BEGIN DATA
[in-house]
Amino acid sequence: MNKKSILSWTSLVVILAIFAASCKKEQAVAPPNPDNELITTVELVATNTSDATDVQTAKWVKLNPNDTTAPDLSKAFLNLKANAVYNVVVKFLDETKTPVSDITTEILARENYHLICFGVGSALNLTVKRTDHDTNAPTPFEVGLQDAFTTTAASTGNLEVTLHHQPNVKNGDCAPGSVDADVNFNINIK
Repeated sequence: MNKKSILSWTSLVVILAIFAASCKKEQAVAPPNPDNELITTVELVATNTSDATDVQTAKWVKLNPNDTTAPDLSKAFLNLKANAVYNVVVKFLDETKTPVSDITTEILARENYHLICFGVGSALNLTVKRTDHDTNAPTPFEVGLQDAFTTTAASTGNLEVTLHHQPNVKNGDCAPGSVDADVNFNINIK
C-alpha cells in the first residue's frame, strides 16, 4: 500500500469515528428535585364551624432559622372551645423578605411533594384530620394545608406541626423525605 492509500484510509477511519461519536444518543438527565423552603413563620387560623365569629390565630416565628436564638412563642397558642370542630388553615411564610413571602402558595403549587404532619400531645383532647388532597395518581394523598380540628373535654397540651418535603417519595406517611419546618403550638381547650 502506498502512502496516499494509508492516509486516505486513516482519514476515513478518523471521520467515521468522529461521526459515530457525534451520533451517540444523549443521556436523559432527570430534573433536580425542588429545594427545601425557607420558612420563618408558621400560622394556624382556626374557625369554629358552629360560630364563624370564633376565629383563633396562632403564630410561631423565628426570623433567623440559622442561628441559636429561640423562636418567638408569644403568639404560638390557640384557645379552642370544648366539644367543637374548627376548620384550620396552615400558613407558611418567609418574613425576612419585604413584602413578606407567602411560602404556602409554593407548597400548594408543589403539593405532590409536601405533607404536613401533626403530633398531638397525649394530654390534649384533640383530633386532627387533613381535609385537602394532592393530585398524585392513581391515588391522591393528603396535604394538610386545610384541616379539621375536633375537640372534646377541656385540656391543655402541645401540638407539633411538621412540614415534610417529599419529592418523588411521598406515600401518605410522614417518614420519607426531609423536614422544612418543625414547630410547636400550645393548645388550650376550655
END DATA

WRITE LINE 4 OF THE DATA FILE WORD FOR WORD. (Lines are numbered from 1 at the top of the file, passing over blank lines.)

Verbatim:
C-alpha cells in the first residue's frame, strides 16, 4: 500500500469515528428535585364551624432559622372551645423578605411533594384530620394545608406541626423525605 492509500484510509477511519461519536444518543438527565423552603413563620387560623365569629390565630416565628436564638412563642397558642370542630388553615411564610413571602402558595403549587404532619400531645383532647388532597395518581394523598380540628373535654397540651418535603417519595406517611419546618403550638381547650 502506498502512502496516499494509508492516509486516505486513516482519514476515513478518523471521520467515521468522529461521526459515530457525534451520533451517540444523549443521556436523559432527570430534573433536580425542588429545594427545601425557607420558612420563618408558621400560622394556624382556626374557625369554629358552629360560630364563624370564633376565629383563633396562632403564630410561631423565628426570623433567623440559622442561628441559636429561640423562636418567638408569644403568639404560638390557640384557645379552642370544648366539644367543637374548627376548620384550620396552615400558613407558611418567609418574613425576612419585604413584602413578606407567602411560602404556602409554593407548597400548594408543589403539593405532590409536601405533607404536613401533626403530633398531638397525649394530654390534649384533640383530633386532627387533613381535609385537602394532592393530585398524585392513581391515588391522591393528603396535604394538610386545610384541616379539621375536633375537640372534646377541656385540656391543655402541645401540638407539633411538621412540614415534610417529599419529592418523588411521598406515600401518605410522614417518614420519607426531609423536614422544612418543625414547630410547636400550645393548645388550650376550655